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High school students celebrate wearing cultural, religious items at graduation

Posted at 9:19 PM, Jun 02, 2022
and last updated 2022-06-02 23:28:22-04

SALT LAKE CITY — Cue the pomp and circumstance: Thursday was graduation day for the Jordan School District.

“I think when I turned my tassel with my friends it was like, ‘We’re actually over. Our journey together is done,’” said Copper Hills High School graduate Larissa Vea.

The ceremonies were a historical first for the district. Students now have more freedom over what they can wear during the ceremony to represent their religion and culture.

A new state law allows high school graduates to wear Native American tribal regalia. Last week, the Jordan School District board voted to allow students to wear leis and other “recognized items of religious or cultural significance” during the ceremony.

“This is so awesome that we get to finally wear something that is part of our own culture to a ceremony that we’ve been waiting for our whole lives,” said Vea.

Students pushed for the opportunity before the school board last Tuesday. Siblings Mohmmad and Fatima Al-Saedi both made sure their voices were heard.

“As my vice principal said, ‘You guys are the reason to change.’ So I said, ‘OK, let’s change it,’” said Mohmmad Al-Saedi.

The unanimous decision came after almost an hour of public comment and forty minutes of discussion among boardmembers.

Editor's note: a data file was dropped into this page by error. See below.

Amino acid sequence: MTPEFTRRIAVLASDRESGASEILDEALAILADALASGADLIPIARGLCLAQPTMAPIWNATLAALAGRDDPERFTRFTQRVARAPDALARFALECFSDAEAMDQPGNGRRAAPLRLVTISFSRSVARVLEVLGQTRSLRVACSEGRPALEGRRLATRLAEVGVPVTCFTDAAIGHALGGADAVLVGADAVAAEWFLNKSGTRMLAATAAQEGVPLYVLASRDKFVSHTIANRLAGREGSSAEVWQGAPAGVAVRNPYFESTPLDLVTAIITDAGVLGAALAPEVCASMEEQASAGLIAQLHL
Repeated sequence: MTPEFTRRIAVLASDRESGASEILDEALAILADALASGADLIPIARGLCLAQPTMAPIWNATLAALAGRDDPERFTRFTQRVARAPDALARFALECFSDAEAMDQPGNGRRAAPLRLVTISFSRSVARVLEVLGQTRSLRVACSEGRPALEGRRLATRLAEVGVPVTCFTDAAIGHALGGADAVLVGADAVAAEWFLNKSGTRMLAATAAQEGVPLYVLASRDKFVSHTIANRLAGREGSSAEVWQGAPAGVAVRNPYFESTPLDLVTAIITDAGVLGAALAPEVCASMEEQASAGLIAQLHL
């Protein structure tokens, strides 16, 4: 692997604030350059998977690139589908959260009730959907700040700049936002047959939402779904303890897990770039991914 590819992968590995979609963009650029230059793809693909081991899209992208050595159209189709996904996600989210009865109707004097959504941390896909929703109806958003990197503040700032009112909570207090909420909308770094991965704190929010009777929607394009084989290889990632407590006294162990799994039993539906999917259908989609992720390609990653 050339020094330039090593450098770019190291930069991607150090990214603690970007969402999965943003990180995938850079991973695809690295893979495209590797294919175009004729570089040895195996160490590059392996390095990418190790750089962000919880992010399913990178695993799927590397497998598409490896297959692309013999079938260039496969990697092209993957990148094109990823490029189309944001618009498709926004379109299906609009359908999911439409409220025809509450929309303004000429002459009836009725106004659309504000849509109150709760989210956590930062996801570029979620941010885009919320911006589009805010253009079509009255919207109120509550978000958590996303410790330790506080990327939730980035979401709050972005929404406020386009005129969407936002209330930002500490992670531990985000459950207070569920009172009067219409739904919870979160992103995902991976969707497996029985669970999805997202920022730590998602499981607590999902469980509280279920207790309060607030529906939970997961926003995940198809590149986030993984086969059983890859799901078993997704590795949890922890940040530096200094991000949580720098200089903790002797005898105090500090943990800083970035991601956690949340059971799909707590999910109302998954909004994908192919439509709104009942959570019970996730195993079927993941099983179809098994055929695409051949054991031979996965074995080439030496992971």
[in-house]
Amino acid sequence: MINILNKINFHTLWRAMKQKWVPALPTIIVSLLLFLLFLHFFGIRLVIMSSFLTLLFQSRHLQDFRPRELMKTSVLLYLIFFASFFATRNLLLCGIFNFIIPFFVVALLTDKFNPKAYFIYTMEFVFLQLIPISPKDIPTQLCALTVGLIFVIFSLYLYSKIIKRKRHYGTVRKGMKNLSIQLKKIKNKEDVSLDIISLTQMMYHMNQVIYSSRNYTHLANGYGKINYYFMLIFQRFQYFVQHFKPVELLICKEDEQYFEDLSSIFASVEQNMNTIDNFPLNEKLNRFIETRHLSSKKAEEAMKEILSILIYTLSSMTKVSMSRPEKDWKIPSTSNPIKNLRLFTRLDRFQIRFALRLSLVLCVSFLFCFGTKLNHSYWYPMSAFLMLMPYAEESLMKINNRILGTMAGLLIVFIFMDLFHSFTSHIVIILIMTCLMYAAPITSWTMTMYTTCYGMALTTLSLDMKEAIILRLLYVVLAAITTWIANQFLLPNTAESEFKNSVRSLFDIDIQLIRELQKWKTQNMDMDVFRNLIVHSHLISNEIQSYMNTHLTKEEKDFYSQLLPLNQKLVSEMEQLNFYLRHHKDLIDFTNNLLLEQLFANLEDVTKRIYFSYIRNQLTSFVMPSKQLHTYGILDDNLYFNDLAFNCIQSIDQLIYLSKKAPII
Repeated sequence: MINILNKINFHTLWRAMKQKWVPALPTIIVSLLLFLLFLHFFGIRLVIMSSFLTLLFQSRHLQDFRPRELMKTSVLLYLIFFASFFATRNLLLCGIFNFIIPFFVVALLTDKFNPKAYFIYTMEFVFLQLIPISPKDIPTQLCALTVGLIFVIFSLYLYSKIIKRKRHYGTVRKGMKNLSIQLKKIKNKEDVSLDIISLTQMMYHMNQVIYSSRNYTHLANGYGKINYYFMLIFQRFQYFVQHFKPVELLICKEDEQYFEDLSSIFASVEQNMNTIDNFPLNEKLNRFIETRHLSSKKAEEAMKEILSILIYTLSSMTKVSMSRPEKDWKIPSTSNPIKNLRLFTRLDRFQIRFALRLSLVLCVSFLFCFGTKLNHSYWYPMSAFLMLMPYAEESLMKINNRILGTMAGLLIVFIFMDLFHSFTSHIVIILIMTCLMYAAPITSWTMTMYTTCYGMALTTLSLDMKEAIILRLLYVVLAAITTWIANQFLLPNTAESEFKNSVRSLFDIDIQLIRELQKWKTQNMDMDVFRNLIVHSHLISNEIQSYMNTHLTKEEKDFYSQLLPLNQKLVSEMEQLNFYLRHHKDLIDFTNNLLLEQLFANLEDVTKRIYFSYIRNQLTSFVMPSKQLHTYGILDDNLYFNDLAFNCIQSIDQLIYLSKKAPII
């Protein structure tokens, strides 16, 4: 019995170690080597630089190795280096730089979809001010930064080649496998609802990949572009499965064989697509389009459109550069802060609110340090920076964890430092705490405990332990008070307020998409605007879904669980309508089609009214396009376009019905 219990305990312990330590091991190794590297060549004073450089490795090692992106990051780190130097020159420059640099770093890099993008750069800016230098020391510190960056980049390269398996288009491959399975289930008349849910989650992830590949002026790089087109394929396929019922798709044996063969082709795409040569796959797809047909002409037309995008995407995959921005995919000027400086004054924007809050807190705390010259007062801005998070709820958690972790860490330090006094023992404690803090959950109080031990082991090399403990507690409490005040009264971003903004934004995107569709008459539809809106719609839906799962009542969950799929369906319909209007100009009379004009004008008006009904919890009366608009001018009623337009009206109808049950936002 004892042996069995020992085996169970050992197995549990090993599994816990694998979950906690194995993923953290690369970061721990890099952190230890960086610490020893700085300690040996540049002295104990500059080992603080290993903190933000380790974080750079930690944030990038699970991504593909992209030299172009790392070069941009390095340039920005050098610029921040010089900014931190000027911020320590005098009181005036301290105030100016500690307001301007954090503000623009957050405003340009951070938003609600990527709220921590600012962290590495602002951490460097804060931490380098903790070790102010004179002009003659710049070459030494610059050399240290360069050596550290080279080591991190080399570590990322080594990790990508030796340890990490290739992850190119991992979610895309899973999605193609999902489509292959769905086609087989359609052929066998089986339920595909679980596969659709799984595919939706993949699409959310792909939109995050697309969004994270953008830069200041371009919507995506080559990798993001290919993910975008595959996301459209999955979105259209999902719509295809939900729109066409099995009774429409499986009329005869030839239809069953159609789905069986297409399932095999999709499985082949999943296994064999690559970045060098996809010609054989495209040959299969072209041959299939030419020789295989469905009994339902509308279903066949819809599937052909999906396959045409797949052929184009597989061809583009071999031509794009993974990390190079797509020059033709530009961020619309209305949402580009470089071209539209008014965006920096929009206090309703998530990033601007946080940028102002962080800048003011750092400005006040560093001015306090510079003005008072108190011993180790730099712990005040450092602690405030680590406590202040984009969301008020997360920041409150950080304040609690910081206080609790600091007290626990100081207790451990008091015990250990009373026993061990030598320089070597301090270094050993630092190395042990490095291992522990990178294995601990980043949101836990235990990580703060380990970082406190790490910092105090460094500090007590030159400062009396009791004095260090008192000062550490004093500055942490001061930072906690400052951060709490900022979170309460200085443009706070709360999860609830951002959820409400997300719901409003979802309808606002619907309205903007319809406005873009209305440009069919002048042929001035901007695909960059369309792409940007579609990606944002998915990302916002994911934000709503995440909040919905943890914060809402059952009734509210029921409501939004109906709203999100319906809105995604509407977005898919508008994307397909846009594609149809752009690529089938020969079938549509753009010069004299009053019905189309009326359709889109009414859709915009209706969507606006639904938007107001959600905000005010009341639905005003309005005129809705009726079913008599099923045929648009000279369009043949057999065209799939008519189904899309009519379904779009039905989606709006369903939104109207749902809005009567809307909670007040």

“Everyone has a story, but we need to show it, truly,” said Mohmmad Al-Saedi. “Not just hide it in the background.”

The district decided to make an exception to the policy for the 2022 spring class only because boardmembers didn’t think they’d have enough time to rewrite it in time for the graduation ceremonies. They intend to review it later this year.

“I just want it for when my sisters graduate high school,” said Fatima Al-Saedi. “That they feel the same thing I’m feeling right now. I hope every person of color that gets to express their culture in any way gets to feel that amazing feeling.”

During her time at Copper Hills, Vea served on student government as a historian. She also received her associate’s degree through the Salt Lake Community College. She plans to study architecture and design at the University of Utah.

For Fatima and Mohmmad Al-Saedi, the siblings were both leaders of many school clubs. Mohmmad focused most of his free time on philanthropic and medical help for Shriners Children’s Salt Lake City. Fatima ran a carnival at school to showcase other cultures.

Mohmmad is a Utah Jazz scholar and plans to major in biomedical engineering and minor in religious studies at the University of Utah. Fatima also plans to attend the U and study social justice. The twins both hope to be part of Doctors Without Borders in their future.